PMCCPMCCPMCC

Search tips
Search criteria 

Advanced

 
Logo of nihpaAbout Author manuscriptsSubmit a manuscriptNIH Public Access; Author Manuscript; Accepted for publication in peer reviewed journal;
 
Cancer Epidemiol Biomarkers Prev. Author manuscript; available in PMC Aug 1, 2009.
Published in final edited form as:
PMCID: PMC2562592
NIHMSID: NIHMS52956
Circulating 2-hydroxy and 16-α hydroxy estrone levels and risk of breast cancer among postmenopausal women
A. Heather Eliassen,1,2 Stacey A. Missmer,1,2,3 Shelley S. Tworoger,1,2 and Susan E. Hankinson1,2
1Channing Laboratory, Department of Medicine, Brigham and Women's Hospital and Harvard Medical School, Boston, Massachusetts
2Department of Epidemiology, Harvard School of Public Health, Boston, Massachusetts
3Department of Obstetrics, Gynecology and Reproductive Biology, Brigham and Women's Hospital and Harvard Medical School, Boston, Massachusetts
Please address correspondence to: Heather Eliassen, ScD, Channing Laboratory, Brigham and Women's Hospital, 181 Longwood Avenue, Boston, MA 02115, Phone: (617) 525-2104, Fax: (617) 525-2008, E-mail: heather.eliassen/at/channing.harvard.edu
Circulating estrogens are associated with breast cancer risk in postmenopausal women. Given that estrogen metabolites are potentially both mitogenic and genotoxic, it is possible that plasma levels of estrogen metabolites are related to breast cancer risk. We conducted a prospective, nested case-control study within the Nurses' Health Study. Blood samples, collected in 1989-1990, were assayed for 2-OH estrone and 16α-OH estrone among 340 cases and 677 matched controls not taking postmenopausal hormones. Multivariate relative risks (RR) and 95% confidence intervals (CI) were calculated by conditional logistic regression, adjusting for breast cancer risk factors. Neither 2-OH estrone nor 16α-OH estrone concentrations were significantly associated with breast cancer risk overall (top vs. bottom quartile RR=1.19, 95% CI (0.80-1.79), p-trend=0.40 for 2-OH estrone and RR=1.04, 95% CI (0.71-1.53), p-trend=0.81 for 16α-OH estrone). The ratio between the two metabolites (2:16α-OH estrone) was similarly unrelated to risk overall (1.30, 95% CI (0.87-1.95), p-trend=0.35). While no associations were detected among women with ER+/PR+ tumors, significant positive associations were observed for 2-OH estrone and the 2:16α-OH estrone ratio among women with ER-/PR- tumors (2-OH estrone RR=3.65 95% CI (1.23-10.81), p-trend=0.01, p-heterogeneity=0.02; 2:16α-OH estrone RR=3.70, 95% CI (1.24-11.09), p-trend=0.004, p-heterogeneity=0.005). These data do not support the hypothesized inverse associations with 2-OH estrone and the 2:16α-OH estrone ratio nor the hypothesized positive association with 16α-OH estrone. The significant positive associations with 2-OH estrone and the 2:16 OH estrone ratio among women with ER-/PR- tumors needs to be replicated in future studies.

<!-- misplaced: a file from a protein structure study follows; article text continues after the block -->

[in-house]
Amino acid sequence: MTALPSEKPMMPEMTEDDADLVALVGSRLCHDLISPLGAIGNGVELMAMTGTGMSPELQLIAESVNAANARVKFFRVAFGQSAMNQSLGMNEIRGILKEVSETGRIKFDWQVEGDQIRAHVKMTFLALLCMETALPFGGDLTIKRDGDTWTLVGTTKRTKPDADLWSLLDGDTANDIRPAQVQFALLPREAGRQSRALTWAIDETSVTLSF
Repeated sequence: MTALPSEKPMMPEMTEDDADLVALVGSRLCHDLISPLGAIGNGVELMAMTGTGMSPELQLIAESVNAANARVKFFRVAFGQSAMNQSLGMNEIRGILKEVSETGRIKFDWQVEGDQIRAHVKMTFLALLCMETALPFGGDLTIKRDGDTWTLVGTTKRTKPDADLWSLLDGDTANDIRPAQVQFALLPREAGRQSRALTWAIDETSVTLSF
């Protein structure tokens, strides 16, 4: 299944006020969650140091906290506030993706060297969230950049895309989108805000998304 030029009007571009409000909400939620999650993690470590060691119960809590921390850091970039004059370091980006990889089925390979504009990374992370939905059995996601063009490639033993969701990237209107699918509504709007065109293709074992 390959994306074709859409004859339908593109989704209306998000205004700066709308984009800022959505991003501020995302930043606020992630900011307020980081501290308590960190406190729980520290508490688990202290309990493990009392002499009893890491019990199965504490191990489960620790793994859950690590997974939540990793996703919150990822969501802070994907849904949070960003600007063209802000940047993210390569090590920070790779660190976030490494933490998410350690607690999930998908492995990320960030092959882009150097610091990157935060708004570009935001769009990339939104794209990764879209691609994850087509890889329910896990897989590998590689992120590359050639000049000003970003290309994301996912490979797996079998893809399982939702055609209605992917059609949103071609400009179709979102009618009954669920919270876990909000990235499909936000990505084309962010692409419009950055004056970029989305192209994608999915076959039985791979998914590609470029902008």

Keywords: estrogen metabolites, 2-hydroxy estrone, 16α-hydroxy estrone, breast cancer, postmenopausal, hormones
Circulating estrogens, including estradiol, estrone, and estrone sulfate are positively associated with breast cancer risk in postmenopausal women (1-4). The metabolism of these estrogens yields products that are potentially both estrogenic and genotoxic (5-10). It is possible that circulating levels of estrogen metabolites are related to breast cancer risk.
Oxidation of estrogens occurs at the C-2 and C-4 positions to yield 2- and 4-hydroxy (2-OH, 4-OH) estrogens and at the C-16 position to yield 16α-OH estrone (5, 11). The estrogenic and genotoxic potential varies by metabolite. Although 2-OH estrogens bind to the estrogen receptor (ER) with affinity equivalent to or greater than estradiol (12, 13), they may act as only weak mitogens (14, 15), or as inhibitors of proliferation (16, 17). While 16α-OH estrone binds to the ER with lower affinity than estradiol, it binds covalently (18-20) and once bound, fails to down-regulate the receptor (21). Thus, 16α-OH estrone stimulates cell proliferation in a manner comparable to estradiol in ER+ breast cancer cell lines (6, 22, 23) and may have stronger estrogenic properties than 2-OH estrone. Animal and in vitro studies have shown that hydroxy estrogens can induce DNA damage either directly, through the formation of quinones and DNA adducts, or indirectly, through redox cycling and the generation of reactive oxygen species (11). Although 2-OH estrogens are capable of redox cycling, the semiquinones and quinones (i.e., the oxidized forms) form stable DNA adducts that are reversible without DNA destruction (24-26). 16α-OH estrone increases unscheduled DNA synthesis in mouse mammary cells (27) and hence also may be genotoxic. Given the different potential for estrogenic and genotoxic activity by these metabolites, it has been hypothesized that metabolism favoring the 2-OH over the 16α-OH pathway may be inversely associated with breast cancer risk (28).